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Do They Cause Damage?

Mice have shared our food and shelter since the beginning of time. They are a significant pest of stored grains and other foods causing millions of dollars in damage annually. They are also implicated in the transmission of multiple disease organisms including: plague, typhus, rickettsia pox, leptospirosis, salmonella, Hantavirus and others.  Mice are good chewers and can cause damage to electrical wiring-in the home and even to a car parked in the garage or a tractor in the shed! 

Do I Have An Infestation?

Mice are primarily nocturnal so often the first sign of an infestation is hearing their activity in walls and ceilings at night. Signs of a mouse infestation can include finding droppings, damage to food products from feeding and textiles from nesting, of finding pet or other foods in unusual places as mice will store food for later use.

What Can Masters Touch Do?

Control begins with an inspection to determine the extent of the infestation and more importantly, potential entry points. Only then can a strategy be developed to eliminate the current infestation with baits and traps, and locate and seal entry points to make it more difficult for new mice to enter the structure.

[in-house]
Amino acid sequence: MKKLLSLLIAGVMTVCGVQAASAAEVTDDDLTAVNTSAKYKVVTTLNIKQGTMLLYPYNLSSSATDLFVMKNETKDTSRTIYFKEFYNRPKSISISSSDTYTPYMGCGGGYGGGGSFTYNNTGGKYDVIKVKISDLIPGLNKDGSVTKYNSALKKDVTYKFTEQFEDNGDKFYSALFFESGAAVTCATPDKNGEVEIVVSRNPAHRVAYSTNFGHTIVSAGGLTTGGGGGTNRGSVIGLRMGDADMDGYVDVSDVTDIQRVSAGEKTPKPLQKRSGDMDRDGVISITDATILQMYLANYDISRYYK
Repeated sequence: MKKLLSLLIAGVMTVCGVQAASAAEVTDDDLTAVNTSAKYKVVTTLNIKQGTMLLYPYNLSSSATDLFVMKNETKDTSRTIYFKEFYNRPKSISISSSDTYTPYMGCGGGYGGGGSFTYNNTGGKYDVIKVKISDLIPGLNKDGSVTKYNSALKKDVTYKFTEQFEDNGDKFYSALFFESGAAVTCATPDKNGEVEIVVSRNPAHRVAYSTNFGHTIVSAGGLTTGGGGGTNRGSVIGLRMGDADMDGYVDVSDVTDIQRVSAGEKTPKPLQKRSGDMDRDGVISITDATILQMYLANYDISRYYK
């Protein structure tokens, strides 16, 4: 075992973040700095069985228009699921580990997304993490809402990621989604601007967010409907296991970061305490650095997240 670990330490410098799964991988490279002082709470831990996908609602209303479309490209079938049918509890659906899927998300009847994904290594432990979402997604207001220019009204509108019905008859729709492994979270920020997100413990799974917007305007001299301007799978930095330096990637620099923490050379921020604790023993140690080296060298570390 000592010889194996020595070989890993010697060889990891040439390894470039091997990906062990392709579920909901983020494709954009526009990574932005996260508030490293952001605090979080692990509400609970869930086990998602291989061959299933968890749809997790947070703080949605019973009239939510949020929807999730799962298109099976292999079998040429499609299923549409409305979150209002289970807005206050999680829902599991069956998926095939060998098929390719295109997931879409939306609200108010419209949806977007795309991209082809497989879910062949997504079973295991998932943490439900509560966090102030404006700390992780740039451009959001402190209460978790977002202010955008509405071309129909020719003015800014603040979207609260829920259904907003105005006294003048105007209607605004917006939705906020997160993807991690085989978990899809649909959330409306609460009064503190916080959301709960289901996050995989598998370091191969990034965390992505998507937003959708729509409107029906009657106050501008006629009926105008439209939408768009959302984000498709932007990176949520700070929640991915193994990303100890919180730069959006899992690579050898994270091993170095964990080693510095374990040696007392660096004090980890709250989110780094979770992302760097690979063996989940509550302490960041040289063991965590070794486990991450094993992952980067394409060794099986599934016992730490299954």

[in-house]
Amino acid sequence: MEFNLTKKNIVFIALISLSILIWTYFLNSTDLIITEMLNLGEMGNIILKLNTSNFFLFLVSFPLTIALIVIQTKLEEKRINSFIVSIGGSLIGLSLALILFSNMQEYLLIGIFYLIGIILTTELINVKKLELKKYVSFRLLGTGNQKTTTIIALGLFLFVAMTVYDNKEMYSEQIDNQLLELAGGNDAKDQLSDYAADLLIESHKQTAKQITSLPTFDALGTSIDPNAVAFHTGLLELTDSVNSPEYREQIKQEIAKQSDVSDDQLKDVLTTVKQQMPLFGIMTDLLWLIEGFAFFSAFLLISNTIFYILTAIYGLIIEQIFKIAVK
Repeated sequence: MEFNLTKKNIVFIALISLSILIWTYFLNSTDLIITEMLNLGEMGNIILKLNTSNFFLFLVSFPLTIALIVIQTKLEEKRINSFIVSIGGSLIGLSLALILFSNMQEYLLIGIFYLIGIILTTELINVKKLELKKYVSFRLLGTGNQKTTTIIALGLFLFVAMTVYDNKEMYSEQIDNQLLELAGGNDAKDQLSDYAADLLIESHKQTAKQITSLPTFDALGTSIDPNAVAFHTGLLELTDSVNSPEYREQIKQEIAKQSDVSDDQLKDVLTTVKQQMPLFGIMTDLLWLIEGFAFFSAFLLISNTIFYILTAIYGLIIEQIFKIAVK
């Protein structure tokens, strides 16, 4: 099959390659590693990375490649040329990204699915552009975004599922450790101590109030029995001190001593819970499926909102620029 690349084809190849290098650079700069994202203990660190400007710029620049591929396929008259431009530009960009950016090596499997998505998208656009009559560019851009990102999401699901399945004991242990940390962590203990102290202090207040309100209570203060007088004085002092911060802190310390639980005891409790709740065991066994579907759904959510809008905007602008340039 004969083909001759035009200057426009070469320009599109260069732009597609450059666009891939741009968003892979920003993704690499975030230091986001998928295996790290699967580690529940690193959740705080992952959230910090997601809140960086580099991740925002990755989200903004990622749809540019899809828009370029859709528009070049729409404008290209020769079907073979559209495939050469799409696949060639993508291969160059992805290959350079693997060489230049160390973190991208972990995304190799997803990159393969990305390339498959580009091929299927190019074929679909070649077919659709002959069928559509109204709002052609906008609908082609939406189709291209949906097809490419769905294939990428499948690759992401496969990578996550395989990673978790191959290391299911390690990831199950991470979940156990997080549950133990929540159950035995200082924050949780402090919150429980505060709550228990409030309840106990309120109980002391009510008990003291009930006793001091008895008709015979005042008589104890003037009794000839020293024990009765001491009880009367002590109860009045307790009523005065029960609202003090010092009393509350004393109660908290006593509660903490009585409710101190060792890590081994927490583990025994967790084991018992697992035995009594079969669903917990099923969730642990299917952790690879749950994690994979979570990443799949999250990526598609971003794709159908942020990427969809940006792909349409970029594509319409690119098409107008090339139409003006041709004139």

How Can You Help?

Preventing mice includes modifying the habitat around the structure to make it less inviting. Reducing ground cover, tall grasses, wood piles, and stored items outdoors to reduce nesting sites. Storing pet and bird foods in metal containers and moving bird feeders away from the structure reduce food attraction. Keeping the outside of the structure in good repair, caulking cracks and crevices outside and in attached garages can help prevent entry by new mice.

More Information

Mice are one of the most prolific and successful mammals on the Earth and can adapt to many climates and geographies. They are outstanding climbers and can enter buildings at upper levels as well as near ground level. Mice have relatively poor eyesight. Therefore, pheromones in the urine, feces and body oils play a major role on the social life of mice. Essentially, wherever a mouse travels, he/she has left a trail that says ‘follow me’.

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